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Example 1: tested, tested, tested! Servo cable structure

Servo cable structure

The purpose of the test is to determine the advantages of the more expensive internal jacket in shielded servo cables versus the less expensive fleece taping with fillers. In the case of flexible shielded cables, the shield is usually separated from the composite core structure. On the one hand, this is done in order to achieve a rounder braid form and, on the other hand, the friction of the core insulation sheath against the braided shield structure is prevented due to the separation of the cores and shield. This can be achieved with an internal jacket or a fleece taping which is wrapped around the composite core structure. The internal jacket is more sophisticated and is therefore more expensive to produce. Following the twisting process, the composite core structure must run through the extruder in which the internal jacket is then put on. In contrast to this method, the fleece tape can be put on between the twisting point and the reeling-up device during the twisting process and therefore does not require an own work operation.

Sample B with fleece and filler experimental production 4x10+(2x1.0) C
Sample A with internal jacket igus® chainflex® CF27.

Comparison between the igus® solution with the gusset-filled internal jacket and the fleece version with fillers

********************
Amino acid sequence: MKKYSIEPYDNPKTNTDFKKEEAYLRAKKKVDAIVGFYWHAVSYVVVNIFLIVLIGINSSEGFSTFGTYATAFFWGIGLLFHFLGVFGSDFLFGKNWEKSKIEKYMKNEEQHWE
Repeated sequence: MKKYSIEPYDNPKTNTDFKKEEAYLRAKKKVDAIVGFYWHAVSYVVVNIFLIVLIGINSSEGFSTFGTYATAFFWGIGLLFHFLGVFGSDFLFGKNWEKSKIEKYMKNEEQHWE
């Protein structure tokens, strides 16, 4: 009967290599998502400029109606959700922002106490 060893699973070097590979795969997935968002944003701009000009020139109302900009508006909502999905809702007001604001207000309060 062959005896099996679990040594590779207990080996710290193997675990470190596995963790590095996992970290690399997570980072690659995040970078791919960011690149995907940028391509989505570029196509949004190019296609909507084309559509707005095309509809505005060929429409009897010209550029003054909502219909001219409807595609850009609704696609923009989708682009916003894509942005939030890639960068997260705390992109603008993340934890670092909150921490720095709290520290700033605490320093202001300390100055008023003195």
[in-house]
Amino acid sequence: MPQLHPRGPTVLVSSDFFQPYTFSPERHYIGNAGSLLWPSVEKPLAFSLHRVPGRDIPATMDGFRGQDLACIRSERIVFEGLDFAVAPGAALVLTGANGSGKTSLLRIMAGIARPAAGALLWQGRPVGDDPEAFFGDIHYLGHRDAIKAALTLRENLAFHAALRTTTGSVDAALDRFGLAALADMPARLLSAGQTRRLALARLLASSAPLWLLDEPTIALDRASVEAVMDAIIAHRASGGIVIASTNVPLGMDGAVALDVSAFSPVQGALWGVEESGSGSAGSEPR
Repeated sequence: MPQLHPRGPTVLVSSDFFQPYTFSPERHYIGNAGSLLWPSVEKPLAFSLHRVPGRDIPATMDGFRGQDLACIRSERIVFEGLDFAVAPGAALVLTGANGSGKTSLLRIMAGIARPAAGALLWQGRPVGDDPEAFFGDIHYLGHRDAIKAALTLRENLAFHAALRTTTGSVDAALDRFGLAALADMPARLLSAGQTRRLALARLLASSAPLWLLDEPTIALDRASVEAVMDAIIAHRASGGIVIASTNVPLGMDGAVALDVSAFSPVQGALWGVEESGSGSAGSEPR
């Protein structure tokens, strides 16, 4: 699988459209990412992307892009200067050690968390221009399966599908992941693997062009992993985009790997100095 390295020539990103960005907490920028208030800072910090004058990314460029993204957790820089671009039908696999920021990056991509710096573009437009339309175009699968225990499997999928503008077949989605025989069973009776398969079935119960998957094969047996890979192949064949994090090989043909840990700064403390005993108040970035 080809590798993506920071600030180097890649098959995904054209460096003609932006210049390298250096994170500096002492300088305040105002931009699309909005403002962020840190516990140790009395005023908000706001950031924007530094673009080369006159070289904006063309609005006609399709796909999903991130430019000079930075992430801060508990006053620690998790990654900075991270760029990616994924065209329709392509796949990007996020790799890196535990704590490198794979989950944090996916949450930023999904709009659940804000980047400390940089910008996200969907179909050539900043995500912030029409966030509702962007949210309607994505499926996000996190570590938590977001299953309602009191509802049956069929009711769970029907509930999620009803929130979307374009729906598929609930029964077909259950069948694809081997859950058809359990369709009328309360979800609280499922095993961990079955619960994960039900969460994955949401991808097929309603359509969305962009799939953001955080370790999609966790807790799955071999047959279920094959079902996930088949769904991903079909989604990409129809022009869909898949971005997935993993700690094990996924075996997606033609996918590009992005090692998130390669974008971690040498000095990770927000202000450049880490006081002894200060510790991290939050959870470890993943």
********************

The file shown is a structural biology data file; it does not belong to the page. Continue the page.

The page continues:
Here, the servo cables are highly flexible motor connection cables with a complete copper shield and an integrated, shielded pair of control cores. This cable type was selected due to the fact that here the problematic case of an outof- round braid form due to the different core cross sections is a significant factor and that the various bending behaviors of the production methods are therefore emphasized.

Sample A: CF27. (4x10 mm2 + (2x1,0 mm2) of igus® GmbH

Sample B: experimental (4x10 mm2 + (2x1,0 mm2)

Both cables are provided with identical nominal cross sections and insulation materials. Cable A is equipped with an internal jacket and cable B with a fleece taping and fillers.
The experimental production (sample B) already shows the formation of a corkscrew after 145,000 double strokes. In the case of a cable, the so-called corkscrew refers to a wave-shaped deformation like the one that can be seen in the following picture on sample B.
Whereas, in the case of cable A, the internal jacket fills up the gussets and a round braid structure is created as a result, cable B requires fillers in the gussets. Like the core, the fillers also consist of filbrated polyethylene. They are easy to compress and are therefore hardly capable of taking over any supporting effects. Whereas the internal jacket, which is made of TPE, and the cable A center, which consists of cordage, hold the cores in a defined position, the cores of cable B are able to move about uncontrolled. During the bending process, a core has detached itself from the composite braid structure and has been shifted in the inner bending radius with respect to the center and on the outer bending radius with respect to the jacket. This results in corkscrew-type deformations that repeat themselves periodically with the pitch length.


Despite the extremely low bending factor of 4.76, no signs of wear can be detected in sample A (CF27. even after 5 million double strokes. Sample B, on the other hand, with its fillers and fleece taping succumbs to a corkscrew formation already after 145,000 double strokes. Accordingly, the result therefore justifies the extra expenditure of the cable with the gusset-filled internal jacket.

Sample A: CF27.
Sample B: experimental production

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